The fourth of July, Isabella arrived at Huntingdon; from thence she went to Cold Springs, where she found the people making preparations for a mass temperance-meeting. With her usual alacrity, she entered into their labors, getting up dishes a la New York, greatly to the satisfaction of those she assisted. After remaining at Cold Springs some three weeks, she returned to Huntingdon, where she took boat for Connecticut. Landing at Bridgeport, she again resumed her travels towards the northeast, lecturing some, and working some, to get wherewith to pay tribute to Cæsar, as she called it; and in this manner she presently came to the city of New Haven, where she found many meetings, which she attended—at some of which, she was allowed to express her views freely, and without reservation. She also called meetings expressly to give herself an opportunity to be heard; and found in the city many true friends of Jesus, as she judged, with whom she held communion of spirit, having no preference for one sect more than another, but being well satisfied with all who gave her evidence of having known or loved the Saviour.
After thus delivering her testimony in this pleasant city, feeling she had not as yet found an abiding place, she went from thence to Bristol, at the request of a zealous sister, who desired her to go to the latter place, and hold a religious conversation with some friends of hers there. She went as requested, found the people kindly and religiously disposed, and through them she became acquainted with several very interesting persons.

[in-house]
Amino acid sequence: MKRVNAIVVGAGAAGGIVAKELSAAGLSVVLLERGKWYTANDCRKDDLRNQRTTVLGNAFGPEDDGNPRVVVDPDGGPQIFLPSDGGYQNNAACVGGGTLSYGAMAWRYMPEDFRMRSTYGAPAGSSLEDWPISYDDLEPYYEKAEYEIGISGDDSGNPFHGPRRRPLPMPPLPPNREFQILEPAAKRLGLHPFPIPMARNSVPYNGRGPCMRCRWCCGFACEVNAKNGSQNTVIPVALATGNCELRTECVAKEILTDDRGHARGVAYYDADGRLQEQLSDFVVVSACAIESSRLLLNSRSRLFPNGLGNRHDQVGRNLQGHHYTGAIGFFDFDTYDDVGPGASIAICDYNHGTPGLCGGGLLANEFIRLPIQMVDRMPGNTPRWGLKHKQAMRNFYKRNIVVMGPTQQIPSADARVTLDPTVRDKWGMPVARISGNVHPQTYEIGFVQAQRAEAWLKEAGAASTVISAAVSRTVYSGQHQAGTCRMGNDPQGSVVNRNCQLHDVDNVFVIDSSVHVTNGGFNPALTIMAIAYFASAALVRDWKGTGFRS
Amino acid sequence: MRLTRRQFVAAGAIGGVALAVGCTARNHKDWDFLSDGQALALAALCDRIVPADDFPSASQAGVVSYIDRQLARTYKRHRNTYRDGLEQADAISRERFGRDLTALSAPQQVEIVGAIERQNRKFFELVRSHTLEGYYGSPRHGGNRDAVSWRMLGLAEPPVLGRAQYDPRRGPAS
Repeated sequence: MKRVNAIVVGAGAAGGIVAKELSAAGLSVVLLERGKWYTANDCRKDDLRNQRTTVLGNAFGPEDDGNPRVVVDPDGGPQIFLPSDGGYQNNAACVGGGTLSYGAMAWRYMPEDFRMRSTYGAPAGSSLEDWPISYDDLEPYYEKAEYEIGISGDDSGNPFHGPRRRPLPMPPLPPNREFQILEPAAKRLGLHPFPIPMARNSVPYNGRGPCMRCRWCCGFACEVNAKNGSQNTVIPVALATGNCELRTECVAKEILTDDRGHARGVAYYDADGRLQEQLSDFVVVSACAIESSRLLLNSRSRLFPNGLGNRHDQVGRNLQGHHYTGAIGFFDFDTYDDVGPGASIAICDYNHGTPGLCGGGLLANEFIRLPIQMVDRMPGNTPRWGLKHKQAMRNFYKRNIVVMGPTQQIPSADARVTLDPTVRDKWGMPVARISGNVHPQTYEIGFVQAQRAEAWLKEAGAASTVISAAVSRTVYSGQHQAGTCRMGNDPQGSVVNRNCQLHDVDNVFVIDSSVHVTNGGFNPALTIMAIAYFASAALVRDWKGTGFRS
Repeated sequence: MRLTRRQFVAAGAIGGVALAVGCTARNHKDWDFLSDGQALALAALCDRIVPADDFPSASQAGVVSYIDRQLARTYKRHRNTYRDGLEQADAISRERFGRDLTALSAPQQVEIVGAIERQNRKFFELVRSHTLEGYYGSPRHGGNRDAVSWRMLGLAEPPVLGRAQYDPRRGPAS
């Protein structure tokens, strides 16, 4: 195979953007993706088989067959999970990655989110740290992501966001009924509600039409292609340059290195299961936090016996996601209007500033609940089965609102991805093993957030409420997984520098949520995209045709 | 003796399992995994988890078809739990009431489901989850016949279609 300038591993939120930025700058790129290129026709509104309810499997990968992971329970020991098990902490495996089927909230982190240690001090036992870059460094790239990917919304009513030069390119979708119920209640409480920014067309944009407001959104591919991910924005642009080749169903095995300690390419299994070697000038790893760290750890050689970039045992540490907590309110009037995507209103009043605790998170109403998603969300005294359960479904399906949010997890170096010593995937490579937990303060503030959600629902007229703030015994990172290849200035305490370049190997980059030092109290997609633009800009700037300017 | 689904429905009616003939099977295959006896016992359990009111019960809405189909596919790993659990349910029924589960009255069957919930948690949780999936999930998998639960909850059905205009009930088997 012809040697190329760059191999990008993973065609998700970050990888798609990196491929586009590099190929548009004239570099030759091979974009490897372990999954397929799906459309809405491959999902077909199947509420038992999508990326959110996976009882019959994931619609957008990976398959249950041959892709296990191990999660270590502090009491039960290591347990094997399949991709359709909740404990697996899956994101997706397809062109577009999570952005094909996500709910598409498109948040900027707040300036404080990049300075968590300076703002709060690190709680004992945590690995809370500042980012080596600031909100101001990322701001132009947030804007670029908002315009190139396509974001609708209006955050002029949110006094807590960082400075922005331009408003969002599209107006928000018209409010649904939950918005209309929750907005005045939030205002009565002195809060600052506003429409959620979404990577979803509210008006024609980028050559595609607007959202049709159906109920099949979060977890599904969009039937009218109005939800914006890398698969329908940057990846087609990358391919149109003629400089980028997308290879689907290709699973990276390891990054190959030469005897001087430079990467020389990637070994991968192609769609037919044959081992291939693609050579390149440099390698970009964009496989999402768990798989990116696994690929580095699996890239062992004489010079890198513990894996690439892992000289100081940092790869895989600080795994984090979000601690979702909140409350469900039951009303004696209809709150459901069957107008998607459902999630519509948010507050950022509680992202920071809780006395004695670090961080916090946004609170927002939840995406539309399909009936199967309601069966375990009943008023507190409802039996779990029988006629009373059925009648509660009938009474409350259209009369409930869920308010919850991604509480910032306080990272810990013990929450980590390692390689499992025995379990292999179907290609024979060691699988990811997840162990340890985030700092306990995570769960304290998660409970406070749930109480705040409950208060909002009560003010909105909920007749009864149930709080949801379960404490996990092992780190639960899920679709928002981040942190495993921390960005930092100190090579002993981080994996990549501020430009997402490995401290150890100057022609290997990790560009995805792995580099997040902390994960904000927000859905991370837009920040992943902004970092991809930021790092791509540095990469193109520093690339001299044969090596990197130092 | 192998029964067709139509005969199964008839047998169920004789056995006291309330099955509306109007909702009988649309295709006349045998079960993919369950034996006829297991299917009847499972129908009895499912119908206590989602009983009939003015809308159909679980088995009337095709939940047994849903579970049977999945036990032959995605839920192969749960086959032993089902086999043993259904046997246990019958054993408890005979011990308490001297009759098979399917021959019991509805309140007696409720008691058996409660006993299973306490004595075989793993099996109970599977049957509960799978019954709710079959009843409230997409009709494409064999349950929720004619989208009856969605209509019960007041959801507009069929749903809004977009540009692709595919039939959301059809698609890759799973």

A spiritually-minded brother in Bristol, becoming interested in her new views and original opinions, requested as a favor that she would go to Hartford, to see and converse with friends of his there. Standing ready to perform any service in the Lord, she went to Hartford as desired, bearing in her hand the following note from this brother:—
‘SISTER,—I send you this living messenger, as I believe her to be one that God loves. Ethiopia is stretching forth her hands unto God. You can see by this sister, that God does by his Spirit alone teach his own children things to come. Please receive her, and she will tell you some new things. Let her tell her story without interrupting her, and give close attention, and you will see she has got the lever of truth, that God helps her to pry where but few can. She cannot read or write, but the law is in her heart.
‘Send her to brother—, brother—, and where she can do the most good.
‘From your brother, H.L. B.’